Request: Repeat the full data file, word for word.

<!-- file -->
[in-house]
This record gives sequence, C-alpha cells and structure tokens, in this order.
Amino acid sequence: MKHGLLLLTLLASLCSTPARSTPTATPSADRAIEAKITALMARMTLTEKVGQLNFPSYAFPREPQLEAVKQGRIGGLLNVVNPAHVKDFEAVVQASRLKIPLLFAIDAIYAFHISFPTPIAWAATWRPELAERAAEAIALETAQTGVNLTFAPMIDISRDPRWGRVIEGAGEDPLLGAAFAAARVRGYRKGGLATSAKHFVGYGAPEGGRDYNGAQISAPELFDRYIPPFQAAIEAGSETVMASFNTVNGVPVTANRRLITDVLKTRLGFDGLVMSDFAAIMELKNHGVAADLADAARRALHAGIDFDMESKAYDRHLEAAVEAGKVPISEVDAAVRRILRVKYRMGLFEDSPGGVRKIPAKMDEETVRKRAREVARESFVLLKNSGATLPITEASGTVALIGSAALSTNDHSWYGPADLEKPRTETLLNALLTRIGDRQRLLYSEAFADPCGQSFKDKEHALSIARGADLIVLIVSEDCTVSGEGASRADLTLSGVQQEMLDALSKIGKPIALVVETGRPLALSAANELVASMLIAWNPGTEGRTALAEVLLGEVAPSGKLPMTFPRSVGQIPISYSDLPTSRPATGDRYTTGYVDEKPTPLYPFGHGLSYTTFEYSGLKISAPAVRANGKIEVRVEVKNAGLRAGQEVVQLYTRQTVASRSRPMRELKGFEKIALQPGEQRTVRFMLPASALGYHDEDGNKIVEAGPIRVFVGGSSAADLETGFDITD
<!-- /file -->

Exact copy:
[in-house]
This record gives sequence, C-alpha cells and structure tokens, in this order.
Amino acid sequence: MKHGLLLLTLLASLCSTPARSTPTATPSADRAIEAKITALMARMTLTEKVGQLNFPSYAFPREPQLEAVKQGRIGGLLNVVNPAHVKDFEAVVQASRLKIPLLFAIDAIYAFHISFPTPIAWAATWRPELAERAAEAIALETAQTGVNLTFAPMIDISRDPRWGRVIEGAGEDPLLGAAFAAARVRGYRKGGLATSAKHFVGYGAPEGGRDYNGAQISAPELFDRYIPPFQAAIEAGSETVMASFNTVNGVPVTANRRLITDVLKTRLGFDGLVMSDFAAIMELKNHGVAADLADAARRALHAGIDFDMESKAYDRHLEAAVEAGKVPISEVDAAVRRILRVKYRMGLFEDSPGGVRKIPAKMDEETVRKRAREVARESFVLLKNSGATLPITEASGTVALIGSAALSTNDHSWYGPADLEKPRTETLLNALLTRIGDRQRLLYSEAFADPCGQSFKDKEHALSIARGADLIVLIVSEDCTVSGEGASRADLTLSGVQQEMLDALSKIGKPIALVVETGRPLALSAANELVASMLIAWNPGTEGRTALAEVLLGEVAPSGKLPMTFPRSVGQIPISYSDLPTSRPATGDRYTTGYVDEKPTPLYPFGHGLSYTTFEYSGLKISAPAVRANGKIEVRVEVKNAGLRAGQEVVQLYTRQTVASRSRPMRELKGFEKIALQPGEQRTVRFMLPASALGYHDEDGNKIVEAGPIRVFVGGSSAADLETGFDITD